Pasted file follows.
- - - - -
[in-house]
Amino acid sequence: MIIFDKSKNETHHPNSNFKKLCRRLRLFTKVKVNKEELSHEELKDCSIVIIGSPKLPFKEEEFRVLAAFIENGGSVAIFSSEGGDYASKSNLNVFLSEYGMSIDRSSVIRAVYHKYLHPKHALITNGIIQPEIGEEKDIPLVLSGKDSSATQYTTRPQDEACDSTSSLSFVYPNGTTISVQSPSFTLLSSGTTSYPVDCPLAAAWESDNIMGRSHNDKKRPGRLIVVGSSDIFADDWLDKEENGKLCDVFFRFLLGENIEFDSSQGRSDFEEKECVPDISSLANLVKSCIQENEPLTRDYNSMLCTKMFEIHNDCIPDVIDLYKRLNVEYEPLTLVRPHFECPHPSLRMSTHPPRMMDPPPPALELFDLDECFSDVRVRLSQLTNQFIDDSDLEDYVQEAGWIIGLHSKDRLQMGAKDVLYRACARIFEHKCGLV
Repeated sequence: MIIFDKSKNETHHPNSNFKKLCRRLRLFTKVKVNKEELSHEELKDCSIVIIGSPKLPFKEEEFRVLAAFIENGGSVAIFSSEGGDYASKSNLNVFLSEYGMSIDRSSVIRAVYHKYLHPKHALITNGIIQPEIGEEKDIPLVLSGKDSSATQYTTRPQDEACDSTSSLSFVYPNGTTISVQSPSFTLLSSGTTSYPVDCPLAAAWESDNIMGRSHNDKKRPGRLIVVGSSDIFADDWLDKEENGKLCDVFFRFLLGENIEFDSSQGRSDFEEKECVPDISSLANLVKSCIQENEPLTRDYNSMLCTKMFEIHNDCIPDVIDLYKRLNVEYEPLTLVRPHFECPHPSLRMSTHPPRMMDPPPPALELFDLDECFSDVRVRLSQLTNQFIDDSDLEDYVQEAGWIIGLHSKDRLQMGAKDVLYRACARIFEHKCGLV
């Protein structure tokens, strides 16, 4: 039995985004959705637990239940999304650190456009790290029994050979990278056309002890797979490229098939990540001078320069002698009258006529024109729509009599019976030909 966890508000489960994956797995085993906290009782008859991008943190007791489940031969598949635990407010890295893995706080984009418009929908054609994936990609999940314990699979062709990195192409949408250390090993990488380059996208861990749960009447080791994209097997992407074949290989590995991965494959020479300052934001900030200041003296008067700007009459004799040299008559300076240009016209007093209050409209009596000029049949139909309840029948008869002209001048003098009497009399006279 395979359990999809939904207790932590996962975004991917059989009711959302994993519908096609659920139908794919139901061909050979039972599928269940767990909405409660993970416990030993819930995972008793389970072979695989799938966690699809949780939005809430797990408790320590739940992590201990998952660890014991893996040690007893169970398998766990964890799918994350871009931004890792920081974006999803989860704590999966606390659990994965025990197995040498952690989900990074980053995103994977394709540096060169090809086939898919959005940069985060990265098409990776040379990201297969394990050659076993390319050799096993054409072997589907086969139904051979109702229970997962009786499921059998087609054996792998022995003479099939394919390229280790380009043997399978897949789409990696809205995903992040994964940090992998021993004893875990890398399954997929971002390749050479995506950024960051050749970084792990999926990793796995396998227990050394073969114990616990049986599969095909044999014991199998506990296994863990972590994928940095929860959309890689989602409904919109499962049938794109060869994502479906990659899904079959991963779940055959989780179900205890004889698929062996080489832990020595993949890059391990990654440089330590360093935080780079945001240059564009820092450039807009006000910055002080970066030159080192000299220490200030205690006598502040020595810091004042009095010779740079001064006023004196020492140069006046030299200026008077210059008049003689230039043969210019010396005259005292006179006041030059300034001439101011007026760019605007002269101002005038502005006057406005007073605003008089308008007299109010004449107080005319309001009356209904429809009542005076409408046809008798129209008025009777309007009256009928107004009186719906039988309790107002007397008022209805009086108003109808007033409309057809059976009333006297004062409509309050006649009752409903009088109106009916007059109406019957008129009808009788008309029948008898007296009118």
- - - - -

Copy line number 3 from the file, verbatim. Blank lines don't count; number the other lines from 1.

Repeated sequence: MIIFDKSKNETHHPNSNFKKLCRRLRLFTKVKVNKEELSHEELKDCSIVIIGSPKLPFKEEEFRVLAAFIENGGSVAIFSSEGGDYASKSNLNVFLSEYGMSIDRSSVIRAVYHKYLHPKHALITNGIIQPEIGEEKDIPLVLSGKDSSATQYTTRPQDEACDSTSSLSFVYPNGTTISVQSPSFTLLSSGTTSYPVDCPLAAAWESDNIMGRSHNDKKRPGRLIVVGSSDIFADDWLDKEENGKLCDVFFRFLLGENIEFDSSQGRSDFEEKECVPDISSLANLVKSCIQENEPLTRDYNSMLCTKMFEIHNDCIPDVIDLYKRLNVEYEPLTLVRPHFECPHPSLRMSTHPPRMMDPPPPALELFDLDECFSDVRVRLSQLTNQFIDDSDLEDYVQEAGWIIGLHSKDRLQMGAKDVLYRACARIFEHKCGLV